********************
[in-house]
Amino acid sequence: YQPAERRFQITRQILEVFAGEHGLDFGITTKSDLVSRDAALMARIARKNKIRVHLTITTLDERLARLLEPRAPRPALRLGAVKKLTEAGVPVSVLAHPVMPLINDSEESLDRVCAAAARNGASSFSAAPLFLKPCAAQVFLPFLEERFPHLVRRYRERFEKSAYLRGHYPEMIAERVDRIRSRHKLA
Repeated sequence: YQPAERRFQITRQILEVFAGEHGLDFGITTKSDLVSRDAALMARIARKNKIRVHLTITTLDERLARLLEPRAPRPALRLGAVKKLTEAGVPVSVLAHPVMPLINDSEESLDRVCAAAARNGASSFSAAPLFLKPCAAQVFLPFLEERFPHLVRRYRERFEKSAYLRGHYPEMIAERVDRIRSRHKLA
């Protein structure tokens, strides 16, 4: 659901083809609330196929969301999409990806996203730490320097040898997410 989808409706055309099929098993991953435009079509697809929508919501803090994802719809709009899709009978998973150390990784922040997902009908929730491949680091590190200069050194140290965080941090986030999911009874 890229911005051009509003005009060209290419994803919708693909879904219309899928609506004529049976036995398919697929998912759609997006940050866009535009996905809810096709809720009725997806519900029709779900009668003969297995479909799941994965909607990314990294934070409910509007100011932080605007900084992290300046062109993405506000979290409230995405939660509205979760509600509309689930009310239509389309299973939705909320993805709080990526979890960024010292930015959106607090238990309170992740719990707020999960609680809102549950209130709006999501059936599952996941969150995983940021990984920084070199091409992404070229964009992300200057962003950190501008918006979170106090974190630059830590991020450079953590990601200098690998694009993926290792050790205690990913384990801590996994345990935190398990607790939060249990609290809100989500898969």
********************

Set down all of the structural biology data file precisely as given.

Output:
[in-house]
Amino acid sequence: YQPAERRFQITRQILEVFAGEHGLDFGITTKSDLVSRDAALMARIARKNKIRVHLTITTLDERLARLLEPRAPRPALRLGAVKKLTEAGVPVSVLAHPVMPLINDSEESLDRVCAAAARNGASSFSAAPLFLKPCAAQVFLPFLEERFPHLVRRYRERFEKSAYLRGHYPEMIAERVDRIRSRHKLA
Repeated sequence: YQPAERRFQITRQILEVFAGEHGLDFGITTKSDLVSRDAALMARIARKNKIRVHLTITTLDERLARLLEPRAPRPALRLGAVKKLTEAGVPVSVLAHPVMPLINDSEESLDRVCAAAARNGASSFSAAPLFLKPCAAQVFLPFLEERFPHLVRRYRERFEKSAYLRGHYPEMIAERVDRIRSRHKLA
């Protein structure tokens, strides 16, 4: 659901083809609330196929969301999409990806996203730490320097040898997410 989808409706055309099929098993991953435009079509697809929508919501803090994802719809709009899709009978998973150390990784922040997902009908929730491949680091590190200069050194140290965080941090986030999911009874 890229911005051009509003005009060209290419994803919708693909879904219309899928609506004529049976036995398919697929998912759609997006940050866009535009996905809810096709809720009725997806519900029709779900009668003969297995479909799941994965909607990314990294934070409910509007100011932080605007900084992290300046062109993405506000979290409230995405939660509205979760509600509309689930009310239509389309299973939705909320993805709080990526979890960024010292930015959106607090238990309170992740719990707020999960609680809102549950209130709006999501059936599952996941969150995983940021990984920084070199091409992404070229964009992300200057962003950190501008918006979170106090974190630059830590991020450079953590990601200098690998694009993926290792050790205690990913384990801590996994345990935190398990607790939060249990609290809100989500898969």